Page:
First test in the books: Neuroscience, this we NEED to know!

Our first test of my second semester in the books. But while it’s fresh in my head, how can I use this information to help treat my patients once I am out of school?

Friday,  we were tested on many basics of the nervous system with the main emphasis on three spinal tracts: The Spinothalamic Tract, Posterior Medial – Leminiscus Column,  and Corticospinal Tract. 

So what is the significance of these tracts and how does it pertain to the physical therapy profession?  Coming into the course, I did not know much about neuroscience nor how my knowledge in this class would help my future patients. After this first exam, I now have a better understanding as to how it will directly affect what I am doing in the clinic.

As a physical therapist, it should be expected that I will work patients who have neurological impairments. What will the presented symptoms tell me in regards to how I will treat them? Although I am not well versed yet in interventions, I would like to spend some time reflecting on some of these processes.


Spinothalamic Tract

This is a tract in our body which is responsible for pain and temperature.  It is very important;  if there is a  problem in the spinal cord affecting this area, for example below your neck, (c6/c7)  your patient will not be able to feel any pain or temperature from the neck all the way down to the foot!  Can you imagine? With the help of different sharp and dull objects, I as the PT can help locate exactly where the deficit is occurring.


If a patient comes in and can’t feel cold water, can’t sense pain, touch, pressure, or heat, how would this affect your treatment?


This means many things

  • Your use of heat, ultrasound, ice, and other modalities could harm the patient without them feeling a thing! Your patient’s skin could literally be burning and they wouldn’t know! Have you ever accidentally banged your leg on a table, OUCH! A patient who has this deficit would not feel the after effects of hitting his/her leg!
  • It may be difficult for a patient to accurately depict how they are truly feeling.  If you can’t feel fully feel pain, how could you describe it?
  • It is your responsibility as a PT  to educate your patient about how to navigate through daily activities.


Posterior-Dorsal Column 

  • If a patient has any impairment in this column, it can affect their proprioception (their sense in space) or their ability to feel/sense pressure or touch.

In extreme cases of proprioception loss, patients could lose complete control over their entire body or a specific limb.

Here is an example of extreme proprioception loss (click me)

A more mild case where a person can’t identify movements with eyes closed (click me)

With a loss of pressure/touch, many measures would need to take place by the PT in order to ensure the safety of the patient.

What is the importance of seeing a patient who has an impairment somewhere in this tract?

This would mean

  • Impaired proprioception could mean the patients balance could be affected. Your patient may have trouble navigating through a crowded hallway, stepping over a box, or even going up stairs! The good news is that much can be retaught!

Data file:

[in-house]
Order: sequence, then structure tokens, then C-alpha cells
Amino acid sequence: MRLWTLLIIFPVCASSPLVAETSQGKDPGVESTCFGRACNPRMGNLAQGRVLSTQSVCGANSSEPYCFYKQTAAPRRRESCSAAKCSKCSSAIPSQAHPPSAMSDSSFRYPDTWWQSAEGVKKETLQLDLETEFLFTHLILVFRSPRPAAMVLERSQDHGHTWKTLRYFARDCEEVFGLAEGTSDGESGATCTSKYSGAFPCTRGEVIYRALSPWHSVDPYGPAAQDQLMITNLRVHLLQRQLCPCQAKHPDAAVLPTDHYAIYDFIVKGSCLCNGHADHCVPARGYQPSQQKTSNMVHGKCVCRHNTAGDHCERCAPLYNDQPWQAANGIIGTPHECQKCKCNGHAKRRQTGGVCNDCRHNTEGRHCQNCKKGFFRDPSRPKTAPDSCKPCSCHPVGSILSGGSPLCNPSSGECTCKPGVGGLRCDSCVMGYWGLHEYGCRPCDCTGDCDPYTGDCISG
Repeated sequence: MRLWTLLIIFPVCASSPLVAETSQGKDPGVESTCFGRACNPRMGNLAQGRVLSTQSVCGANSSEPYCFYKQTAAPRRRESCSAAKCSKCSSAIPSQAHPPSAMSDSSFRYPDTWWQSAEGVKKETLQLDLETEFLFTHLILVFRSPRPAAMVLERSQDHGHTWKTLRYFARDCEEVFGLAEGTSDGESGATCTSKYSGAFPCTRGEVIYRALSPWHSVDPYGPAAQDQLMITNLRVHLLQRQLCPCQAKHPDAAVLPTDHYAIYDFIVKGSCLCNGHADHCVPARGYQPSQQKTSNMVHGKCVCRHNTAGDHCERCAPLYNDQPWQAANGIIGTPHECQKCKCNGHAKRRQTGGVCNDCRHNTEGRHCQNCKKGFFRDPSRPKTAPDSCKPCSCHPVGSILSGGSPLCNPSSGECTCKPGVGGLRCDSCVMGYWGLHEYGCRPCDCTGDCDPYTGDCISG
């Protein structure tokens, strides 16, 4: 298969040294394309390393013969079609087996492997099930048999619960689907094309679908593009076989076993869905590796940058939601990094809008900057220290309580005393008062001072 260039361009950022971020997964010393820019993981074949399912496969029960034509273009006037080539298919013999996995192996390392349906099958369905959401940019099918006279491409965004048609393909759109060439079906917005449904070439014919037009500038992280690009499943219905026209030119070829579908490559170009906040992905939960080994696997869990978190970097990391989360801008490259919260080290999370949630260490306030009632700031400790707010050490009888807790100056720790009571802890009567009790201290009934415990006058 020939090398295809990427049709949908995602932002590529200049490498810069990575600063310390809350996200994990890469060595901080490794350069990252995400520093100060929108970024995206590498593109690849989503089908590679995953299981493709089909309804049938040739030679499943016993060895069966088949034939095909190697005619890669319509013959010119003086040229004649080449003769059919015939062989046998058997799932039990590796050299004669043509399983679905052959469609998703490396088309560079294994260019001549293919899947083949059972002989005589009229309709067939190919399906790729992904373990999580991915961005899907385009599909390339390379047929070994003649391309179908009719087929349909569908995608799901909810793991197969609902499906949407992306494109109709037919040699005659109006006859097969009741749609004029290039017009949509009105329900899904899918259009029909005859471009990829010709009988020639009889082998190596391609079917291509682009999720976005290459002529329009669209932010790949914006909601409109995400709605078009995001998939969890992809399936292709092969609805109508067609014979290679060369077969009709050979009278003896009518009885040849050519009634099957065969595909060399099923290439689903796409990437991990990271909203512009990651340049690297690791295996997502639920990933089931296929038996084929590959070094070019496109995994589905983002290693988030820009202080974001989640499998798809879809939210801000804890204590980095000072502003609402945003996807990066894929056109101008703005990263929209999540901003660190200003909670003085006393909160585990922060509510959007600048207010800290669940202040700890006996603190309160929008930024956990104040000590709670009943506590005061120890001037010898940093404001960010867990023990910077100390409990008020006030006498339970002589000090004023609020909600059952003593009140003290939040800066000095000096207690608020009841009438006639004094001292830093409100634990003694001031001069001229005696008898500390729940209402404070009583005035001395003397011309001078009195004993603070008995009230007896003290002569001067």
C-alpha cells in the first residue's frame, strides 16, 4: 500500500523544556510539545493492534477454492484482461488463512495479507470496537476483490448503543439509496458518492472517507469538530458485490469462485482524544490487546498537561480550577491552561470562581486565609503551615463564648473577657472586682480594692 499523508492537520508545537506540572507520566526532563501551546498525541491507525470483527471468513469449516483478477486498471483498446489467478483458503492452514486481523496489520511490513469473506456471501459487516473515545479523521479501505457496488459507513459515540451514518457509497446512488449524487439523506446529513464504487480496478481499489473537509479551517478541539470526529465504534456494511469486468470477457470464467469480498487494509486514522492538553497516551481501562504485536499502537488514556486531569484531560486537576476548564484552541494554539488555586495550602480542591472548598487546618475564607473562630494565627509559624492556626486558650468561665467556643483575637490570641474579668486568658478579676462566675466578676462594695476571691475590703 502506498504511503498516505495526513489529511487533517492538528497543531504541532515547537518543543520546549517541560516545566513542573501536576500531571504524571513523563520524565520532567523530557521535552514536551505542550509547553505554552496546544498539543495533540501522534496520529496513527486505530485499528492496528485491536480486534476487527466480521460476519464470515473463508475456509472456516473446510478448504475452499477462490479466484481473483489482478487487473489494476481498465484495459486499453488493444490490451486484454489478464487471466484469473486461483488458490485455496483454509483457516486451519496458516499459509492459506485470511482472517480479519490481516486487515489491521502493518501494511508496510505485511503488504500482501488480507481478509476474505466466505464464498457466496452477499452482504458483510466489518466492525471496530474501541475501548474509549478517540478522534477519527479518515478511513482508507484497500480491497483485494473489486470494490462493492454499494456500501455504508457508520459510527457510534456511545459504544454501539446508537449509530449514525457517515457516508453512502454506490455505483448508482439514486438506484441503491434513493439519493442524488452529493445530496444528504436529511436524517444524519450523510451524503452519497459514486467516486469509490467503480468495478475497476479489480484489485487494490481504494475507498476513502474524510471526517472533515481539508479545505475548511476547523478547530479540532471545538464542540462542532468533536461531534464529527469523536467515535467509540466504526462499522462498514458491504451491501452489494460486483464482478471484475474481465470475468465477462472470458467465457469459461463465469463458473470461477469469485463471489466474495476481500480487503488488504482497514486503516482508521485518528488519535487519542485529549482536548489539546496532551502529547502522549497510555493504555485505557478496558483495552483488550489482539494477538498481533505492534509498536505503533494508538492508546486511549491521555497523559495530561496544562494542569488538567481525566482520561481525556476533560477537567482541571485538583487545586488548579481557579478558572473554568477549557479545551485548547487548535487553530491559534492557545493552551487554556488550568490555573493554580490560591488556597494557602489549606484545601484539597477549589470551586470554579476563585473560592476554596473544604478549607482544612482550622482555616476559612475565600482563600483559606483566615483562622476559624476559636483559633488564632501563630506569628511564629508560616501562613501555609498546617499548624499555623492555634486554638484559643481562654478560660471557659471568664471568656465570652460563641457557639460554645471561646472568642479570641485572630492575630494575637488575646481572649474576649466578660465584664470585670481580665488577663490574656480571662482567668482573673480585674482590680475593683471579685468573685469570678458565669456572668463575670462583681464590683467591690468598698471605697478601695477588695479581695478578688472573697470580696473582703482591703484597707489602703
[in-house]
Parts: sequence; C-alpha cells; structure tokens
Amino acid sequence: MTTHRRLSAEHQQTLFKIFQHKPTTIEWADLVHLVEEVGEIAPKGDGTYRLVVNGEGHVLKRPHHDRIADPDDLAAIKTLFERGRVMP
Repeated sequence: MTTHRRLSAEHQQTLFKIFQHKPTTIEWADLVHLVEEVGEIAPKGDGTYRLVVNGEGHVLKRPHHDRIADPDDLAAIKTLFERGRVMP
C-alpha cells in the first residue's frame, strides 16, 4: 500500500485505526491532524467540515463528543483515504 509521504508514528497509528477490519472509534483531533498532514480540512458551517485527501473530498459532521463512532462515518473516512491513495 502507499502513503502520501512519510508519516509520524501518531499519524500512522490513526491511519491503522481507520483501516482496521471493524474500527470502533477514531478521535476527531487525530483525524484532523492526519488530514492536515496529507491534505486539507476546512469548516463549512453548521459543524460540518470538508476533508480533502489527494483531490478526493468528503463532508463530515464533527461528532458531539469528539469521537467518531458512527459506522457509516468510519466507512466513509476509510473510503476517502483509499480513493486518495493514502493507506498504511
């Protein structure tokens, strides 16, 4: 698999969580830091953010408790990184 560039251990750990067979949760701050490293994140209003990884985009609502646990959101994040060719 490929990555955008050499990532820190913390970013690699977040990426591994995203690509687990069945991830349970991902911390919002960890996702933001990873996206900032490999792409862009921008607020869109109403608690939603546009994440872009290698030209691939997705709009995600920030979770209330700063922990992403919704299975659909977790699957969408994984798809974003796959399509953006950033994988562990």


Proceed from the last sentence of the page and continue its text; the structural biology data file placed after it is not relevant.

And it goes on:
• A patient with loss of pressure or touch might not be able to give you any feedback if you are doing any type of hands on manipulation, mobility exercise, stretching etc. It will be your responsibility as the physical therapist to treat this patient with the correct amount of touch and pressure since you will not be receiving any feedback from them.
  • Once again, it is important to educate your patient about navigating everyday activities as they progress throughout their treatments.


Look at all the receptors that we have in our skin! Unfortunately, a person who has deficits in this tract might not have any use of them!


Lateral/Anterior Corticospinal

  • Any damage to this tract will result in a loss of motor function, muscle tone, or control of movements. Depending on where the lesion is (brain vs. spinal cord) the injury will present differently. The damage could range from having some slight spastic movements or what appears as decreased strength during movement to the unfortunate circumstance of paralyzation.


Former Football player Eric LeGrand had damage to his corticospinal tract which left him paralyzed from the site of the injury and down. 


  • In the event of damage to this tract, a physical therapist will be instrumental in helping a patient live a completely functional and safe.
  • How will you help your patient move up and down stairs, in and out of bed, to the bathroom, etc?
  • Your patient might be confined to a wheelchair; However there have been many success stories where patients learn to walk again!
  • If there is a motor loss in one area of the body, can we strengthen other areas to compensate?


It will be interesting to see how our neuroscience class evolves over the next few weeks.  I am particularly interested in how to proceed in a treatment once identifying the deficit.  I will be sure to follow up toward the end of the semester with an update!

Thank you for reading!


Dave Send me an e-mail

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